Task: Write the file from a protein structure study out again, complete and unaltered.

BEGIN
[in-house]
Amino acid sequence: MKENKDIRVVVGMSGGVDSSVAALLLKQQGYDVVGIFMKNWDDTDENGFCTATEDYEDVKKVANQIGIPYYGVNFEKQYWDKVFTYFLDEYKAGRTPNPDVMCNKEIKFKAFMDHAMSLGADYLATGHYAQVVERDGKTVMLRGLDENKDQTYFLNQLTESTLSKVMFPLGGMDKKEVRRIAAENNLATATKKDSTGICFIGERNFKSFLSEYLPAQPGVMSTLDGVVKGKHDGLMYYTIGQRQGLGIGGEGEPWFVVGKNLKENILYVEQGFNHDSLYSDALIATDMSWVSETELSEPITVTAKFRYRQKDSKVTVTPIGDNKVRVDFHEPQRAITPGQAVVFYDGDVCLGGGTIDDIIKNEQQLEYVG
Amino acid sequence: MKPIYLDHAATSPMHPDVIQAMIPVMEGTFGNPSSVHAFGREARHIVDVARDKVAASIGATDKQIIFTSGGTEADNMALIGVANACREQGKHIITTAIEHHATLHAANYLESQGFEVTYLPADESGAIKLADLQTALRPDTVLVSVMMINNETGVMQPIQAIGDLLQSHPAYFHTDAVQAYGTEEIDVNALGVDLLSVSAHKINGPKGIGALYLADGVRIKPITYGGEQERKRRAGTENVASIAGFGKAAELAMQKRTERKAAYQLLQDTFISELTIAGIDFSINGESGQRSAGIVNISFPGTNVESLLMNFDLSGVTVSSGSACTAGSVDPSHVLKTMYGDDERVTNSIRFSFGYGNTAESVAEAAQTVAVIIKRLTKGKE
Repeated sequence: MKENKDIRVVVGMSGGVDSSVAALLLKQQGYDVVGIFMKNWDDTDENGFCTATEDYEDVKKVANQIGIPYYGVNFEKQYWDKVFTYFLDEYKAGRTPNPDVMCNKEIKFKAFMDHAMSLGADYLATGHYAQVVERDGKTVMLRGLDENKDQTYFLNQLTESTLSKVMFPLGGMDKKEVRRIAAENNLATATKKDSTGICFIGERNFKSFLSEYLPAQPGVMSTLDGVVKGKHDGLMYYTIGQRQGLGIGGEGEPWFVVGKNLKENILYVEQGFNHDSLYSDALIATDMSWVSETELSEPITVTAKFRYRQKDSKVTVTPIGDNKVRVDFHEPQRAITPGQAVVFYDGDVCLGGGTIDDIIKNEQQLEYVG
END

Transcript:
[in-house]
Amino acid sequence: MKENKDIRVVVGMSGGVDSSVAALLLKQQGYDVVGIFMKNWDDTDENGFCTATEDYEDVKKVANQIGIPYYGVNFEKQYWDKVFTYFLDEYKAGRTPNPDVMCNKEIKFKAFMDHAMSLGADYLATGHYAQVVERDGKTVMLRGLDENKDQTYFLNQLTESTLSKVMFPLGGMDKKEVRRIAAENNLATATKKDSTGICFIGERNFKSFLSEYLPAQPGVMSTLDGVVKGKHDGLMYYTIGQRQGLGIGGEGEPWFVVGKNLKENILYVEQGFNHDSLYSDALIATDMSWVSETELSEPITVTAKFRYRQKDSKVTVTPIGDNKVRVDFHEPQRAITPGQAVVFYDGDVCLGGGTIDDIIKNEQQLEYVG
Amino acid sequence: MKPIYLDHAATSPMHPDVIQAMIPVMEGTFGNPSSVHAFGREARHIVDVARDKVAASIGATDKQIIFTSGGTEADNMALIGVANACREQGKHIITTAIEHHATLHAANYLESQGFEVTYLPADESGAIKLADLQTALRPDTVLVSVMMINNETGVMQPIQAIGDLLQSHPAYFHTDAVQAYGTEEIDVNALGVDLLSVSAHKINGPKGIGALYLADGVRIKPITYGGEQERKRRAGTENVASIAGFGKAAELAMQKRTERKAAYQLLQDTFISELTIAGIDFSINGESGQRSAGIVNISFPGTNVESLLMNFDLSGVTVSSGSACTAGSVDPSHVLKTMYGDDERVTNSIRFSFGYGNTAESVAEAAQTVAVIIKRLTKGKE
Repeated sequence: MKENKDIRVVVGMSGGVDSSVAALLLKQQGYDVVGIFMKNWDDTDENGFCTATEDYEDVKKVANQIGIPYYGVNFEKQYWDKVFTYFLDEYKAGRTPNPDVMCNKEIKFKAFMDHAMSLGADYLATGHYAQVVERDGKTVMLRGLDENKDQTYFLNQLTESTLSKVMFPLGGMDKKEVRRIAAENNLATATKKDSTGICFIGERNFKSFLSEYLPAQPGVMSTLDGVVKGKHDGLMYYTIGQRQGLGIGGEGEPWFVVGKNLKENILYVEQGFNHDSLYSDALIATDMSWVSETELSEPITVTAKFRYRQKDSKVTVTPIGDNKVRVDFHEPQRAITPGQAVVFYDGDVCLGGGTIDDIIKNEQQLEYVG